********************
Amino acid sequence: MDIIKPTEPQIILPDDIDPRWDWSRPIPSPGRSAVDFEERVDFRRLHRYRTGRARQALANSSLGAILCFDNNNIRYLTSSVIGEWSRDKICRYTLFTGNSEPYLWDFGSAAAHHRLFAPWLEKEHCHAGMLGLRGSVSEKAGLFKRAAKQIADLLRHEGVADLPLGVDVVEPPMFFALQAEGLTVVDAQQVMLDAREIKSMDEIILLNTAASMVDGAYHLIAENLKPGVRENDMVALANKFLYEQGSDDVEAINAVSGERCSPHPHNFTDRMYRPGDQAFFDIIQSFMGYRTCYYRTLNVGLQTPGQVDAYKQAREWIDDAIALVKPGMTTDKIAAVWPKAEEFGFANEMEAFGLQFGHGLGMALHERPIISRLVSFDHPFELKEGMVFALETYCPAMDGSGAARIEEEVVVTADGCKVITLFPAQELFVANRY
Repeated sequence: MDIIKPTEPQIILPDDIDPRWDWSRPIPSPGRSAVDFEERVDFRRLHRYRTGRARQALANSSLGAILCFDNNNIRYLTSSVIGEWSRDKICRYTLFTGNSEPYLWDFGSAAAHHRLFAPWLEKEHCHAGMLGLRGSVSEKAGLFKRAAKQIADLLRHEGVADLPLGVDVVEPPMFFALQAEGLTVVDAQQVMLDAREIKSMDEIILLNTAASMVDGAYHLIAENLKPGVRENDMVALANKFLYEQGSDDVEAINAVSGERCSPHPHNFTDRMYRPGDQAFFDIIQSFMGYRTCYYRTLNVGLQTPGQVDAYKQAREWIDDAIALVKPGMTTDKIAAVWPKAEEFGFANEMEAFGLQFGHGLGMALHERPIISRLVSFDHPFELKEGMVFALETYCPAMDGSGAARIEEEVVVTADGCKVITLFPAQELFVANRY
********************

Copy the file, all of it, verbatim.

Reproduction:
Amino acid sequence: MDIIKPTEPQIILPDDIDPRWDWSRPIPSPGRSAVDFEERVDFRRLHRYRTGRARQALANSSLGAILCFDNNNIRYLTSSVIGEWSRDKICRYTLFTGNSEPYLWDFGSAAAHHRLFAPWLEKEHCHAGMLGLRGSVSEKAGLFKRAAKQIADLLRHEGVADLPLGVDVVEPPMFFALQAEGLTVVDAQQVMLDAREIKSMDEIILLNTAASMVDGAYHLIAENLKPGVRENDMVALANKFLYEQGSDDVEAINAVSGERCSPHPHNFTDRMYRPGDQAFFDIIQSFMGYRTCYYRTLNVGLQTPGQVDAYKQAREWIDDAIALVKPGMTTDKIAAVWPKAEEFGFANEMEAFGLQFGHGLGMALHERPIISRLVSFDHPFELKEGMVFALETYCPAMDGSGAARIEEEVVVTADGCKVITLFPAQELFVANRY
Repeated sequence: MDIIKPTEPQIILPDDIDPRWDWSRPIPSPGRSAVDFEERVDFRRLHRYRTGRARQALANSSLGAILCFDNNNIRYLTSSVIGEWSRDKICRYTLFTGNSEPYLWDFGSAAAHHRLFAPWLEKEHCHAGMLGLRGSVSEKAGLFKRAAKQIADLLRHEGVADLPLGVDVVEPPMFFALQAEGLTVVDAQQVMLDAREIKSMDEIILLNTAASMVDGAYHLIAENLKPGVRENDMVALANKFLYEQGSDDVEAINAVSGERCSPHPHNFTDRMYRPGDQAFFDIIQSFMGYRTCYYRTLNVGLQTPGQVDAYKQAREWIDDAIALVKPGMTTDKIAAVWPKAEEFGFANEMEAFGLQFGHGLGMALHERPIISRLVSFDHPFELKEGMVFALETYCPAMDGSGAARIEEEVVVTADGCKVITLFPAQELFVANRY